By creating a series of standardized knife edges, including a serrated edge, the scientists were able to study cuts or tears on actual pieces of meat and simulate biting experiences similar to those that might have been demonstrated by the dinosaur.

The blades were "mounted on a butcher's saw operated by cords and pulleys" that created a sawing action on several same-sized pieces of meat. While the straight edge split the meat, a serrated knife edge "gripped and ripped" it.

A serrated fossil tooth of the ancient shark Carcharodon megalodon produced similar results. When a tyrannosaur tooth was placed in the mechanism, it produced cuts similar to those made by a smooth knife blade that was in need of sharpening. Questioning these results, Abler wondered: if the menacing tooth edges were not sharp, what were they for?

When comparing the serrations of the tyrannosaur tooth with those of the ancient shark, Abler saw major differences in the shape of the points and in the spaces between the points, or cella. The shark's tooth had pyramidal-shaped points. while those of tyrannosaurs were cube-like.

Putting the teeth of Albertosaurus to the meat test, the scientists discovered food particles and grease trapped in the cella. According to Abler, when such particles remain in the mouth they become the sites for septic bacteria which can result in fatal bites to victims.
This indicated that tyrannosaurs might have been able to merely bite their victims and sit back and wait for them to succumb to the fatal infection.

A "puncture and pull" method of biting seemed most apparent to Abler, where the dinosaur's teeth acted as pegs that more or less held the victim. Also, due to the non-articulating surface of the teeth, he hypothesized that tyrannosaurs did not chew their food but swallowed it whole.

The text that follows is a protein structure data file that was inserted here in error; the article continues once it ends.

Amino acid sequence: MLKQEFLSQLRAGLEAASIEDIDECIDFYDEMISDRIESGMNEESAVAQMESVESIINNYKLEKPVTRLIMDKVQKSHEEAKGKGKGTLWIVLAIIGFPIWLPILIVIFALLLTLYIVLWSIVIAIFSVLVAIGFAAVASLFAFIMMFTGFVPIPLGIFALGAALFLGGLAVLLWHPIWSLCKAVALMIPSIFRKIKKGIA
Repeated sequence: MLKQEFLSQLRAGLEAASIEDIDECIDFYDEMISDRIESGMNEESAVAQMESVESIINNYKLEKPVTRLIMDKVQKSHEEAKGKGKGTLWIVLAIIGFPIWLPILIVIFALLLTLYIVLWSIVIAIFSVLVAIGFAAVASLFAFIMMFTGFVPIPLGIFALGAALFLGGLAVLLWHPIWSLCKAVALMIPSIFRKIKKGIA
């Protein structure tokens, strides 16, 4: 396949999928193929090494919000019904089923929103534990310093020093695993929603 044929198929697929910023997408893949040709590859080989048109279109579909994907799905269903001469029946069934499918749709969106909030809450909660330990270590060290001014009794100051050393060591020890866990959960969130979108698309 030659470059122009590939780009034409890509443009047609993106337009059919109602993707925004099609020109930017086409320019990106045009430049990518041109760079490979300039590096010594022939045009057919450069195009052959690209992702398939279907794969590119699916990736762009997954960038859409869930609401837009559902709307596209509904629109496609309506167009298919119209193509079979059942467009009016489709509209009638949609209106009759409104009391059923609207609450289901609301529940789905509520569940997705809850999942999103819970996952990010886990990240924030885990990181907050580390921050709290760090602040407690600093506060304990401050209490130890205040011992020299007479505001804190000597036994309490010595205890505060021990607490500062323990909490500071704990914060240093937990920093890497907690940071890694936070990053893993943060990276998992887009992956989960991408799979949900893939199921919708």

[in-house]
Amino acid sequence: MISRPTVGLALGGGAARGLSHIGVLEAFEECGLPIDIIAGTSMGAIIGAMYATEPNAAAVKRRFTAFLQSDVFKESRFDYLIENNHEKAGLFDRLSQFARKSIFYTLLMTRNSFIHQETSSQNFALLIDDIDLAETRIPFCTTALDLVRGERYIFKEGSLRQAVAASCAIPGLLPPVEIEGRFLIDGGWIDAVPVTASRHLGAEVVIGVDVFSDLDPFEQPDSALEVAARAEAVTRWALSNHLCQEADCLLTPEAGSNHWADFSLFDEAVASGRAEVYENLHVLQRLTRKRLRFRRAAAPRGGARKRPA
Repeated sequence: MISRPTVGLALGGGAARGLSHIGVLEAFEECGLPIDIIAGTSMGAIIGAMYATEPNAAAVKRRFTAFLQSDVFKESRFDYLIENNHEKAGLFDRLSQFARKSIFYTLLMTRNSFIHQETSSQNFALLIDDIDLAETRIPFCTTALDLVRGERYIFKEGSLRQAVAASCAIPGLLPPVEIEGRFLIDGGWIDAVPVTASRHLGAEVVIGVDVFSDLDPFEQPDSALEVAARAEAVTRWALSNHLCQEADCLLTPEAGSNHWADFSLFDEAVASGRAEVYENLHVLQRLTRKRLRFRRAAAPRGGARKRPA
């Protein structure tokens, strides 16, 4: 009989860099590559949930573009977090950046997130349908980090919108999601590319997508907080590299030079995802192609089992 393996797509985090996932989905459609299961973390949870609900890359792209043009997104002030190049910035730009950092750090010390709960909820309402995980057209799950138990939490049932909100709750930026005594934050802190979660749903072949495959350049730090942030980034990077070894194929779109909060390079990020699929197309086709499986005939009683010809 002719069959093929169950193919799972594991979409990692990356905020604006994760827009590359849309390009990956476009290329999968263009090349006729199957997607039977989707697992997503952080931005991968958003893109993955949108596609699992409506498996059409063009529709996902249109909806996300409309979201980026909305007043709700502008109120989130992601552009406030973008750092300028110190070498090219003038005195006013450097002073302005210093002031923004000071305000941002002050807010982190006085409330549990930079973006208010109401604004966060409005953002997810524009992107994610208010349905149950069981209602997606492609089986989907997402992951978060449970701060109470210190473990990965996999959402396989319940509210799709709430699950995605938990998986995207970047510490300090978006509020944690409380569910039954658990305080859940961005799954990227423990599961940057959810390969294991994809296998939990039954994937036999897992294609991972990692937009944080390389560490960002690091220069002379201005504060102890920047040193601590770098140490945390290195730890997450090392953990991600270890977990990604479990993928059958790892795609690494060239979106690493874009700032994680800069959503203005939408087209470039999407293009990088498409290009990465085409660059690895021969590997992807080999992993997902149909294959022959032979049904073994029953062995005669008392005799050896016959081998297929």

Abler cites a study of the Indonesian Komodo dragon (Varanus komodoensis), whose teeth are similar in shape to those of tyrannosaurs. Ciofi's study has led the paleontologist James O. Farlow to suggest a positive comparison between the two animals. Since the Komodo dragon sometimes hunts by biting its prey and then waiting for it to die through an infection of the wound, why wouldn't this be possible in tyrannosaurs?

[People bitten by a Komodo dragon more frequently die from sepsis than from the damage inflicted by the wound itself. -- Ed]

Abler adds that with tightly closed lips, tyrannosaur teeth may have pierced their own gums, which would then have bled and nourished the septic dental bacteria. This would have provided perfect conditions for poisoning future prey.

Breathing life into Tyrannosaurus rex
by Gregory M. Erickson
Scientific American, pp. 42-49, September1999

With an interest in form and movement of the vertebrate animal -- and particularly how these are expressed in the T. rex -- paleontologist Gregory Erickson delves deeply into the predator/scavenger theories associated with this animal, taking a somewhat different tack than Abler, whose study is also presented in the same issue of Scientific American.